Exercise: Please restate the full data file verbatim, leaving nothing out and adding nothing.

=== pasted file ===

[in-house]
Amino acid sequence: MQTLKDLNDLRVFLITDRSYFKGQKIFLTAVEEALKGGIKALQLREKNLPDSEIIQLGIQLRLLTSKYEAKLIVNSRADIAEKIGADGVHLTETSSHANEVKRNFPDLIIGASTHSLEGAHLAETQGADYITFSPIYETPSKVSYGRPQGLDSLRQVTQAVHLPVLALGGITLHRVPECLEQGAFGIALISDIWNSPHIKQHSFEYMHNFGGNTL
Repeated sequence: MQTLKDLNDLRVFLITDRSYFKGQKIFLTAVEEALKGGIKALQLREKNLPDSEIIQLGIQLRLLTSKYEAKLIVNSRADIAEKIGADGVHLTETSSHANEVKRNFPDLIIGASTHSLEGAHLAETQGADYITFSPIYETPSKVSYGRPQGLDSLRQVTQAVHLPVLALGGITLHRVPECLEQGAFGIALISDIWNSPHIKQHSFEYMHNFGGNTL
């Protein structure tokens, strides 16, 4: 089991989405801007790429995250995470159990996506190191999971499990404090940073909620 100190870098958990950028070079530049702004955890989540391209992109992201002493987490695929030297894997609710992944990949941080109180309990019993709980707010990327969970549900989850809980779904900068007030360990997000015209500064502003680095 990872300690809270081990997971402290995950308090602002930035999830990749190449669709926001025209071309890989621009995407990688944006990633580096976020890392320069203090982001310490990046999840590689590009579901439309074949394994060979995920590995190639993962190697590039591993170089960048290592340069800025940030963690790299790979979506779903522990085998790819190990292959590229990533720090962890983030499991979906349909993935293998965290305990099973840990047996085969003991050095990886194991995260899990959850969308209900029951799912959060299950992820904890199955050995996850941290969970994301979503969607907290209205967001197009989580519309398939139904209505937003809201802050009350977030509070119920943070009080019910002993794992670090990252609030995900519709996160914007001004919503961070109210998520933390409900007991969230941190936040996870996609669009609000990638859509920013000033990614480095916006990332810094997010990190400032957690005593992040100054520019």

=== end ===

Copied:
[in-house]
Amino acid sequence: MQTLKDLNDLRVFLITDRSYFKGQKIFLTAVEEALKGGIKALQLREKNLPDSEIIQLGIQLRLLTSKYEAKLIVNSRADIAEKIGADGVHLTETSSHANEVKRNFPDLIIGASTHSLEGAHLAETQGADYITFSPIYETPSKVSYGRPQGLDSLRQVTQAVHLPVLALGGITLHRVPECLEQGAFGIALISDIWNSPHIKQHSFEYMHNFGGNTL
Repeated sequence: MQTLKDLNDLRVFLITDRSYFKGQKIFLTAVEEALKGGIKALQLREKNLPDSEIIQLGIQLRLLTSKYEAKLIVNSRADIAEKIGADGVHLTETSSHANEVKRNFPDLIIGASTHSLEGAHLAETQGADYITFSPIYETPSKVSYGRPQGLDSLRQVTQAVHLPVLALGGITLHRVPECLEQGAFGIALISDIWNSPHIKQHSFEYMHNFGGNTL
């Protein structure tokens, strides 16, 4: 089991989405801007790429995250995470159990996506190191999971499990404090940073909620 100190870098958990950028070079530049702004955890989540391209992109992201002493987490695929030297894997609710992944990949941080109180309990019993709980707010990327969970549900989850809980779904900068007030360990997000015209500064502003680095 990872300690809270081990997971402290995950308090602002930035999830990749190449669709926001025209071309890989621009995407990688944006990633580096976020890392320069203090982001310490990046999840590689590009579901439309074949394994060979995920590995190639993962190697590039591993170089960048290592340069800025940030963690790299790979979506779903522990085998790819190990292959590229990533720090962890983030499991979906349909993935293998965290305990099973840990047996085969003991050095990886194991995260899990959850969308209900029951799912959060299950992820904890199955050995996850941290969970994301979503969607907290209205967001197009989580519309398939139904209505937003809201802050009350977030509070119920943070009080019910002993794992670090990252609030995900519709996160914007001004919503961070109210998520933390409900007991969230941190936040996870996609669009609000990638859509920013000033990614480095916006990332810094997010990190400032957690005593992040100054520019």